In working with sellers over the years and going over their normal closing costs, one of the costs that often times comes up is the real estate transfer tax. I have over the years done my best to explain it to them but there has always been a bit of a cloud of mystery around it. When I first started selling real estate here in Mason City, the real estate transfer tax at that time was $1.10 for every one thousand dollars of selling price less the first $500.00 of that price. For example, if a home would sell for say $75,500.00, the transfer tax would be calculated on $75,000.00. Sounds quirky, but that’s the way it was. Some years later, the State of Iowa decided to raise the transfer tax to $1.60 per thousand and it has been that way ever since. I believe some time in the late 1970s or early 1980s, the State created a law that there would have to be a Declaration of Value filed along with the deed setting forth the type of transfer, the social security numbers of the buyers and sellers along the amount of the sale price. One copy of that document was held at the courthouse and the other copy was filed with the State. If there were not tax identification numbers inserted on the buyers and the sellers portions, the County Recorder would refuse to file the deed. If someone did not use a correct social security number, there would later be an inquiry made to the closing agent and broker. This is why a broker like myself is more than careful about getting the correct information from the buyers and sellers.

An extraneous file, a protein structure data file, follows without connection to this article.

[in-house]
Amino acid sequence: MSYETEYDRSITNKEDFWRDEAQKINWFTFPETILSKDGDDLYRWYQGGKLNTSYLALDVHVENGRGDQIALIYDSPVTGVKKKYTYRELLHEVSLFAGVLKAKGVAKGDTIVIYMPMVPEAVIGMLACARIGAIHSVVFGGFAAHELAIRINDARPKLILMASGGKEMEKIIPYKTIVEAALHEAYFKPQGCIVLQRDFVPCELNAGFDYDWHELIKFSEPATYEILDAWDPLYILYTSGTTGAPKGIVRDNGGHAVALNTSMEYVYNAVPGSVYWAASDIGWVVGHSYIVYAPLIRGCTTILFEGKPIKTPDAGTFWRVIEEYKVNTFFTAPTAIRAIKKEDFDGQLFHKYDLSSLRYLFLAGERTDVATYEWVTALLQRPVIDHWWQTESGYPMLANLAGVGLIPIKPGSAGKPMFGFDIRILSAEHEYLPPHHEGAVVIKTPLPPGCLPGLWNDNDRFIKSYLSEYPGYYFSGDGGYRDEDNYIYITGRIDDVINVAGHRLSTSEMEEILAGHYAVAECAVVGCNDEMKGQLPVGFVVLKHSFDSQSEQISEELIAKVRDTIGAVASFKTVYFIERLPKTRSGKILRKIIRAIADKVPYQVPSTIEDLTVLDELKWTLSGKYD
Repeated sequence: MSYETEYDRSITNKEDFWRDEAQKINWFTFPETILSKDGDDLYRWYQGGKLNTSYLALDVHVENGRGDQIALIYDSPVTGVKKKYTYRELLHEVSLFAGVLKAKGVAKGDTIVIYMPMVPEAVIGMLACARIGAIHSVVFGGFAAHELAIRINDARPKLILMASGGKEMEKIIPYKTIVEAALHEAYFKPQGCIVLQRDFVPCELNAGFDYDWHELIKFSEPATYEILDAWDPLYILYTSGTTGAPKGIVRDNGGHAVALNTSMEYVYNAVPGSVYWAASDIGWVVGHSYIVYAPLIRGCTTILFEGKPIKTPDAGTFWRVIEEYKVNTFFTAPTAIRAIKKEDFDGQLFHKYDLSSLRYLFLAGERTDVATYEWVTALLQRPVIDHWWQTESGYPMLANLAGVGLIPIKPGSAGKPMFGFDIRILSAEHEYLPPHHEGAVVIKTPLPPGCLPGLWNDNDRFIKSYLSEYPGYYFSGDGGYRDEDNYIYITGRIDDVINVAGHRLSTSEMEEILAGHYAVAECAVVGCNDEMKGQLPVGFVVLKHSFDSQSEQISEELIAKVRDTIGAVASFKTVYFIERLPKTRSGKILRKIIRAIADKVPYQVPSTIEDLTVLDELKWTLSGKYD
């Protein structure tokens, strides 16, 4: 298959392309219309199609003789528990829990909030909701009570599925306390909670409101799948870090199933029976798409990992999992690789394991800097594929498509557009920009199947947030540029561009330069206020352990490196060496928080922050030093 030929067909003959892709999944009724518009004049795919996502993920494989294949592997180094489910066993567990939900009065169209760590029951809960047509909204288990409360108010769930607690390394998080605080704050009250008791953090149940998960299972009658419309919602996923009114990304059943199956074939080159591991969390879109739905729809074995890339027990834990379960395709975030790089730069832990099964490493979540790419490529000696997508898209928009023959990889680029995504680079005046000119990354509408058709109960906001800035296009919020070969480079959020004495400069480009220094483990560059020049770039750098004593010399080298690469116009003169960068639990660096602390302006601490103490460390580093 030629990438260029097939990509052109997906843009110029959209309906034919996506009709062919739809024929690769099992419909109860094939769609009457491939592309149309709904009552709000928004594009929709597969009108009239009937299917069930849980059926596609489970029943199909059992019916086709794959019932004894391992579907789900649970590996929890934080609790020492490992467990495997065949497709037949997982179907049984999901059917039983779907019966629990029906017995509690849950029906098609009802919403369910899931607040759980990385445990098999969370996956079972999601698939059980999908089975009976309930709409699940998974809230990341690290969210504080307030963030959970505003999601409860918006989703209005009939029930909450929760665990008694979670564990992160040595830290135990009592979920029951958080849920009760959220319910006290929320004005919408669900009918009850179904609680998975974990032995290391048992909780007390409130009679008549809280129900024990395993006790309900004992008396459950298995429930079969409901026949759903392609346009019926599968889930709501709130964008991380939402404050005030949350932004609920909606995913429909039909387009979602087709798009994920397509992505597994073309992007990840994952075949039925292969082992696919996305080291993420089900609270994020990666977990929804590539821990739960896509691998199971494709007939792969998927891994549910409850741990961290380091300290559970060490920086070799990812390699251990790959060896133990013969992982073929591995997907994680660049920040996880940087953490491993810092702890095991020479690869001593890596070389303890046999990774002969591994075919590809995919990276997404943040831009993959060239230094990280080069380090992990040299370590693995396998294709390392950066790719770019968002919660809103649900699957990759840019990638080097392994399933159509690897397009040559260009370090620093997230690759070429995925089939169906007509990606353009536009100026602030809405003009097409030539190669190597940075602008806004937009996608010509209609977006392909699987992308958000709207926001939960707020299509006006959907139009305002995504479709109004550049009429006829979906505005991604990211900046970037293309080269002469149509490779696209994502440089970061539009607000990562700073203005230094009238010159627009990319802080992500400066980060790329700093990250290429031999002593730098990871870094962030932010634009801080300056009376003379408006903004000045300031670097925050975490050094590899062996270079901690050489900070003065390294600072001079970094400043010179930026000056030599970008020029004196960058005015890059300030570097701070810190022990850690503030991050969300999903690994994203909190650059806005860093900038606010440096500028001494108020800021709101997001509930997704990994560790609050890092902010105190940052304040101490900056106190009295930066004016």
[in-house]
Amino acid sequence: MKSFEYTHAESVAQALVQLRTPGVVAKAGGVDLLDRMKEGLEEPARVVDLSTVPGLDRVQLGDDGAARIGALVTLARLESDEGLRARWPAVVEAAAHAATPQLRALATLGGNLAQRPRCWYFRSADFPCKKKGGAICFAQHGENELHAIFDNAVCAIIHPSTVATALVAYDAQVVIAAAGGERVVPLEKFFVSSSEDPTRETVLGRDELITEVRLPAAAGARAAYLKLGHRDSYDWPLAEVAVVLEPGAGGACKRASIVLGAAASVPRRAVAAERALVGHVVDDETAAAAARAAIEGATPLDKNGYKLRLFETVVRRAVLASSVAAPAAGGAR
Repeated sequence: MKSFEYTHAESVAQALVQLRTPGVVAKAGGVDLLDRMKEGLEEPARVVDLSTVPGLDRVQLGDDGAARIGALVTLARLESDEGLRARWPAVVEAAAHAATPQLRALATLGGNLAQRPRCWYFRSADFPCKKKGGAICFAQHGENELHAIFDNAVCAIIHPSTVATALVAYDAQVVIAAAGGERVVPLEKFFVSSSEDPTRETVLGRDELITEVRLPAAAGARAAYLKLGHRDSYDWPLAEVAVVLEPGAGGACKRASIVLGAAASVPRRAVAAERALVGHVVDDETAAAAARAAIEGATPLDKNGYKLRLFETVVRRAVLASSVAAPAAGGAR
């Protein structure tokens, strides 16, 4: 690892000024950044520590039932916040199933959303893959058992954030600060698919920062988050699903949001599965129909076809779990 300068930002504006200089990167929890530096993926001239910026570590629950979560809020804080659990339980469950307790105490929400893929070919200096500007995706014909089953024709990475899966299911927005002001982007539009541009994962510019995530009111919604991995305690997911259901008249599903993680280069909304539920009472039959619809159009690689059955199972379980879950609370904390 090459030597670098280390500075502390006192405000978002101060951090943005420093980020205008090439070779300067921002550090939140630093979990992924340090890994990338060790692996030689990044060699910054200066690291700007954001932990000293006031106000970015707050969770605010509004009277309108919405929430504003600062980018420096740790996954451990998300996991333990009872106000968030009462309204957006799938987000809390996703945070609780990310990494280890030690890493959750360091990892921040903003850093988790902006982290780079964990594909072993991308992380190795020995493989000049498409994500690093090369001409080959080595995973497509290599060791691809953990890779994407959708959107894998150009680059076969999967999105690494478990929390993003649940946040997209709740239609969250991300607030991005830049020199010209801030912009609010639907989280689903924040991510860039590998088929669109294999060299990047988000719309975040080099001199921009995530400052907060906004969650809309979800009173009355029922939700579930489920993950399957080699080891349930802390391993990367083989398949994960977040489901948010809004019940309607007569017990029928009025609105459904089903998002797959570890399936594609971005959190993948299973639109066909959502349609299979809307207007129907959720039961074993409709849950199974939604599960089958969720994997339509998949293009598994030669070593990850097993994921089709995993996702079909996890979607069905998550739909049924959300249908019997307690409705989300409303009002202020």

Now, I will take you back years before I started selling real estate. When I was a young and impressionable agent, there was an aging broker who would like to take me off to the side and tell me stories about the good old days. Oh my goodness! Once he told me his liking for causing the general public to believe that he paid more for something than he did when he was in turn re-selling it. Did you know that in those days, when you would be filing a deed at the Recorder’s Office, they would basically ask you how many revenue stamps you wanted to buy? The person recording the deed was in control of what the revenue tax was to be. Wow! The aging real estate agent smiled at me and said, “I would tell them, “Give me a couple more stamps, because these are not enough.” Well, if someone is placing stamps on a deed that are “supposed to” reflect the real sale price, then the general public would believe that the sale price was true and accurate. It’s just another confirmation that in those days, we didn’t live in the Wild, Wild West, but rather the Wild, Wild North. I’m a bit thankful that there are a few more confirmations going on with the true and accurate sale prices via the Iowa Real Estate Transfer Tax and Declaration of Value.